Preventive diplomacy is central to the UN work.
Democratic Republic of Congo, Burundi, Syria
Remarks to the press by François Delattre,
Permanent Representative of France to the United Nations
Wednesday 4 January 2017
The adoption of the Presidential Statement on DRC this afternoon is a very important and positive development. My Swedish colleague is going to read it in French.
The opposition has signed the political agreement in DRC, but I think Kabila hasn’t signed this deal yet?
It’s not up to me to say but the signs that we have from the DRC are very encouraging, both from the opposition who joined the agreement and from President Kabila. So positive signs from President Kabila and from the opposition. At the same time the adoption of this French drafted Presidential Statement is a very important and positive development. Of course implementation will be the key but there is a positive momentum here for the preventive diplomacy we have engaged into.
Talking about preventive diplomacy, are you going to do something on Burundi, push any initiative? Est-ce que vous allez faire quelque chose sur le Burundi ou essayer de pousser la Présidence à faire quelque chose?
Sur le Burundi, nous sommes extrêmement attachés à la mise en œuvre de la Résolution 2303. Nous sommes très inquiets de l’assassinat du Ministre de l’Environnement burundais, que nous avons condamné naturellement. Et nous sommes plus que jamais attachés à la mise en œuvre de la Résolution 2303 à travers notamment l’établissement d’un dialogue politique réellement inclusif, dans lequel chacun doit avoir son mot à dire, à travers le respect des droits de l’Homme, à travers aussi le fait que plus que jamais les Accords d’Arusha constituent notre boussole commune. Et dans ce cadre-là, tout ce qui peut permettre de renforcer progressivement la présence internationale, via notamment cette composante de police, va dans le bon sens. Vous le voyez, nous restons donc très mobilisés par la situation au Burundi.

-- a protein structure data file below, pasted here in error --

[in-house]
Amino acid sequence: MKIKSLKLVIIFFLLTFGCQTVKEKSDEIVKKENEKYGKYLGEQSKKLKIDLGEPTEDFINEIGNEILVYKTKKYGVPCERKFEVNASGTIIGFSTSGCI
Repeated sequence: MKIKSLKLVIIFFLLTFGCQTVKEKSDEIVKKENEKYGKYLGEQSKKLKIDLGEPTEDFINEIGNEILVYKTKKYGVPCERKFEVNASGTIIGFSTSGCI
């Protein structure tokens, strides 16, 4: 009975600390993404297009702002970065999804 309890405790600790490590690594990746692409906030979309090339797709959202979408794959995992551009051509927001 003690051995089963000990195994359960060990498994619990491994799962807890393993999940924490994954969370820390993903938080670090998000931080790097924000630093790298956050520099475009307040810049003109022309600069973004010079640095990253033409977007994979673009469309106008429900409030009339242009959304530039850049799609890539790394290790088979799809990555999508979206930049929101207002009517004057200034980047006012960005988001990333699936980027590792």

In the last few days, Moroccan peacekeepers were killed in Central African Republic. Is the Security Council going to issue a statement on this?
Yes. We should. It is very important.
What’s the state of discussion on the Syria chemical weapons draft? Where are they at?
We had an in-depth discussion this morning in a positive spirit. That’s what I would say.
Any expectation of when it could be adopted?
We all know it shouldn’t come too late. At the same time, we want to have the time to try to forge consensus, if it’s possible.
Maybe before the 20th of January?
Remains to be seen, but again what’s at stake here is the situation in Syria for sure, but also the non-proliferation issue. For these two reasons, it’s critically important. So we don’t want to rush and miss the potential unanimity if we are able to go there. That’s what we want to try to do. In good faith and in good spirit.
Do you really think you can convince Russia?
We think that it’s always worth trying. There is a positive spirit right now at the Council, there is a positive momentum at the beginning of the year on several issues, and I think DRC is a very good illustration of this by the way. The two unanimous resolutions that we had on Syria are another good illustration. So we have the duty to try to get this consensus. Again we owe it to the victims of these chemical attacks in Syria, but we also owe it to our children and grandchildren with respect to the fight again proliferation of weapons of mass destruction.